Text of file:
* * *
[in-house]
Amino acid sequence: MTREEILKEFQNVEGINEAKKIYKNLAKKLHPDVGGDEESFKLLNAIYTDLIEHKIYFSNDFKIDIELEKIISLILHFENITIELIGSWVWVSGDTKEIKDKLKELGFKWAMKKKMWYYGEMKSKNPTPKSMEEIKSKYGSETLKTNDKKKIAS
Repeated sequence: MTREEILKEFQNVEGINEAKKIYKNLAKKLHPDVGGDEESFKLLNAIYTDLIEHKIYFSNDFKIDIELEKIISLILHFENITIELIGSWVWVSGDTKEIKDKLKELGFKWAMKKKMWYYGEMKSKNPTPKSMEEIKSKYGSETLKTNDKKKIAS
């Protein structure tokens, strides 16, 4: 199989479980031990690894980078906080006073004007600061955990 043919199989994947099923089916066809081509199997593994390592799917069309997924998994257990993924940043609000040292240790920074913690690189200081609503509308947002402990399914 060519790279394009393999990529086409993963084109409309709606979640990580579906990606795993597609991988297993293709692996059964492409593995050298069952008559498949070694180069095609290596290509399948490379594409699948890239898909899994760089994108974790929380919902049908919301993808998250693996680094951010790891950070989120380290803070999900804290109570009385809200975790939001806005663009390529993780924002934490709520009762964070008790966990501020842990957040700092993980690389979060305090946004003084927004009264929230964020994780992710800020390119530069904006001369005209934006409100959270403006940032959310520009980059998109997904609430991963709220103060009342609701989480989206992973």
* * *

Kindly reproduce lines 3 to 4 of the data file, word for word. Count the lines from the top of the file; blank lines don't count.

Repeated sequence: MTREEILKEFQNVEGINEAKKIYKNLAKKLHPDVGGDEESFKLLNAIYTDLIEHKIYFSNDFKIDIELEKIISLILHFENITIELIGSWVWVSGDTKEIKDKLKELGFKWAMKKKMWYYGEMKSKNPTPKSMEEIKSKYGSETLKTNDKKKIAS
């Protein structure tokens, strides 16, 4: 199989479980031990690894980078906080006073004007600061955990 043919199989994947099923089916066809081509199997593994390592799917069309997924998994257990993924940043609000040292240790920074913690690189200081609503509308947002402990399914 060519790279394009393999990529086409993963084109409309709606979640990580579906990606795993597609991988297993293709692996059964492409593995050298069952008559498949070694180069095609290596290509399948490379594409699948890239898909899994760089994108974790929380919902049908919301993808998250693996680094951010790891950070989120380290803070999900804290109570009385809200975790939001806005663009390529993780924002934490709520009762964070008790966990501020842990957040700092993980690389979060305090946004003084927004009264929230964020994780992710800020390119530069904006001369005209934006409100959270403006940032959310520009980059998109997904609430991963709220103060009342609701989480989206992973």